In prior entries, I have talked about the new fee disclosure rules and also how they would impact plan sponsors. Coupled with these disclosures is the underlying issue of whether a plan sponsor breaches a fiduciary duty by failing to monitor fees and actively pursue the opportunity to reduce fees to plan participants. Well, now we have a court decision that pretty well clears that up.
In Tussey v. ABB, Inc., which recently came out of the Western District of Missouri, the Court found that a plan sponsor breached its fiduciary duty to plan participants because it failed to monitor record keeping fees and revenue-sharing payments and paid record keeping fees in excess of the market cost to subsidize other record keeping services. Factually, ABB sponsored two 401(k) plans that offered Fidelity Investments mutual funds as investment options. Fidelity was also the investment adviser and the record keeper. Fidelity then used some of those fees to offset losses it was taking on other services provided to ABB. There were other issues related to investment options as well, but the key consideration here was the excessive fee issue.
While revenue sharing can be used to pay for plan record keeping services, the Court felt that by not actually calculating the amount that was generated by revenue sharing for Fidelity, ABB could not properly analyze how revenue sharing would benefit the plans and could not use the relative size of the plan as leverage to offset or reduce record keeping costs. So by failing to make a "meaningful effort" to monitor revenue sharing payments and insure that revenue sharing payments were actually being used to reduce record keeping costs, ABB breached it's duty to defray expenses. Plus, using the revenue sharing arrangement to offset other costs was completely inappropriate because it resulted in the plans paying above market rate for the record keeping services generally. All told, the liability was more than $13 million, which is a pretty hefty penalty.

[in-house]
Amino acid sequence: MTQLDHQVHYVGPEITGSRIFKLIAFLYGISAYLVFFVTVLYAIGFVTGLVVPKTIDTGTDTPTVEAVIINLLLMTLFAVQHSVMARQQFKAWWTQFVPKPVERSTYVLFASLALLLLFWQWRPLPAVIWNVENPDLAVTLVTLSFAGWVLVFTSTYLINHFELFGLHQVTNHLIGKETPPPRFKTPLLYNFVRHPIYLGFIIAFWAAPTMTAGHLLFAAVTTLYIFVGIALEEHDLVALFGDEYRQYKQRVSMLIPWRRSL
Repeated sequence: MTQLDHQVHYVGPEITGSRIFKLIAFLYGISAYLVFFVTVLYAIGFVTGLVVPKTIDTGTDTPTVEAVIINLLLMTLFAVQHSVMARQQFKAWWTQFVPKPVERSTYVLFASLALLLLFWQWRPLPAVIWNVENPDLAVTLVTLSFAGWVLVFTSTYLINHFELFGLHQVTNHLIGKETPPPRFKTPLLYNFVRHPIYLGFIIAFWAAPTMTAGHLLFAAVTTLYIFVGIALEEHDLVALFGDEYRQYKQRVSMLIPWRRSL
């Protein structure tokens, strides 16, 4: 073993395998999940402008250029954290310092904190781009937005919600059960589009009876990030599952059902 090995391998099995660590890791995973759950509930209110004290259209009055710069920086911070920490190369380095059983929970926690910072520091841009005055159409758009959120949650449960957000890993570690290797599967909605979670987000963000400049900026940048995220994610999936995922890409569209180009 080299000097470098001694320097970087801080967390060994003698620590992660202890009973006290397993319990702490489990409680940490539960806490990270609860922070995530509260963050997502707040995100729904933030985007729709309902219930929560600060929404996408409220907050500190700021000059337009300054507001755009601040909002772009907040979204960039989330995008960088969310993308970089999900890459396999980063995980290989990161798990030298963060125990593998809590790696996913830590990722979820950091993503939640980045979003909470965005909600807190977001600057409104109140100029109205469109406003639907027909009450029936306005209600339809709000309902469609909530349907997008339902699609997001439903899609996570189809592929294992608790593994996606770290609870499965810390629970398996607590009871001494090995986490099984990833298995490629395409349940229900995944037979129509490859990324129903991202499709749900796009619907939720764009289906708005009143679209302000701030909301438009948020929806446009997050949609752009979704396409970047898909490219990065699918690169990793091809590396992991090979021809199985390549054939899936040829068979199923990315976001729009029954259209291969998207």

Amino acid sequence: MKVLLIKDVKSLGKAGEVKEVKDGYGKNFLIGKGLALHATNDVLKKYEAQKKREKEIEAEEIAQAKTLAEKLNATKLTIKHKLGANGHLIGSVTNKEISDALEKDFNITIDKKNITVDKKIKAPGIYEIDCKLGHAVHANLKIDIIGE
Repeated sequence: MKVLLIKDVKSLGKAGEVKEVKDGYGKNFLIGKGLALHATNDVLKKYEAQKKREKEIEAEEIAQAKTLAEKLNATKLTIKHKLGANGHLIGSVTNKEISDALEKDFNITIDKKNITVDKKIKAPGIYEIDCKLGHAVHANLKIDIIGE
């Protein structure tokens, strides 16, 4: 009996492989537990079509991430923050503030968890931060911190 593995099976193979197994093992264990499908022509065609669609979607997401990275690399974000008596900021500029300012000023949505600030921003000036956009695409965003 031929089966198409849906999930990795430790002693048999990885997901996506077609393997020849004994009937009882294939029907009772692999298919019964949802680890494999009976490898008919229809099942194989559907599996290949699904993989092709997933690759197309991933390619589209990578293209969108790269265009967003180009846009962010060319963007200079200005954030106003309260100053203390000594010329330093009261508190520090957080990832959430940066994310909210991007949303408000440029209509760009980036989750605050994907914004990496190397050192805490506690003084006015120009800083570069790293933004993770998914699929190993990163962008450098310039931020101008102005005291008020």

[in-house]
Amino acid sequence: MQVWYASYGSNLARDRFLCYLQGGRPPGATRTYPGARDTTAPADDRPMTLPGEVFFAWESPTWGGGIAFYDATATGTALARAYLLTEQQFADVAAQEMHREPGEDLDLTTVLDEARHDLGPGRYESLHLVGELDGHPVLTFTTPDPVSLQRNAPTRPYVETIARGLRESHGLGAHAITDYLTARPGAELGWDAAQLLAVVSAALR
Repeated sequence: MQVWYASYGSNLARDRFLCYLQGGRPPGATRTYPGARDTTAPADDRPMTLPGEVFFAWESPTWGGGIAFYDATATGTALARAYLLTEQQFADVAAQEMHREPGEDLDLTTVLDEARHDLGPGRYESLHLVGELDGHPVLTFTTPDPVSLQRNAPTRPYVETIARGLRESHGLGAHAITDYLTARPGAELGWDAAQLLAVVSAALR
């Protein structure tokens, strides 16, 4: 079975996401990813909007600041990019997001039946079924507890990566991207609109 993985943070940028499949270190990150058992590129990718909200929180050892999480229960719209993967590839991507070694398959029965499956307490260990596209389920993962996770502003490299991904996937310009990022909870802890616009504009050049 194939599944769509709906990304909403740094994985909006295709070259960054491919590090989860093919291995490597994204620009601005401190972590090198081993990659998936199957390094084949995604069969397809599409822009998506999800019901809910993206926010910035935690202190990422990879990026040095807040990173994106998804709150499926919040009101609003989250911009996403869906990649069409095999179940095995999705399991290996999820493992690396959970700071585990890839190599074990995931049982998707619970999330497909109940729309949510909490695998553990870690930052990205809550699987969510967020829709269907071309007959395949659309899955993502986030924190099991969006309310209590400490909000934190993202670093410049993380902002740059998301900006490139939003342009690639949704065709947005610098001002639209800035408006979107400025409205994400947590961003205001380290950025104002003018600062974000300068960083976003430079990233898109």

Certainly the facts of this case suggest there was something fishy about the arrangement. However, it was not a development that occurred overnight and you can imagine how, over time, minor decisions related to costs and fees can compound into major problems for plan sponsors. Plan sponsors should make themselves keenly aware of what fees and expenses can and cannot be charged to the plan and also make inquiries about the reasonableness of fees. This case also serves as a reminder that regular review of fees (monitoring) is an important component of satisfying that fiduciary obligation and your plan should be reviewed on a regular basis to see if (1) you are being charged the correct amounts under your agreements, (2) those amounts are reasonable and (3) there are ways to reduces those fees. Otherwise, you might end up paying back the plan.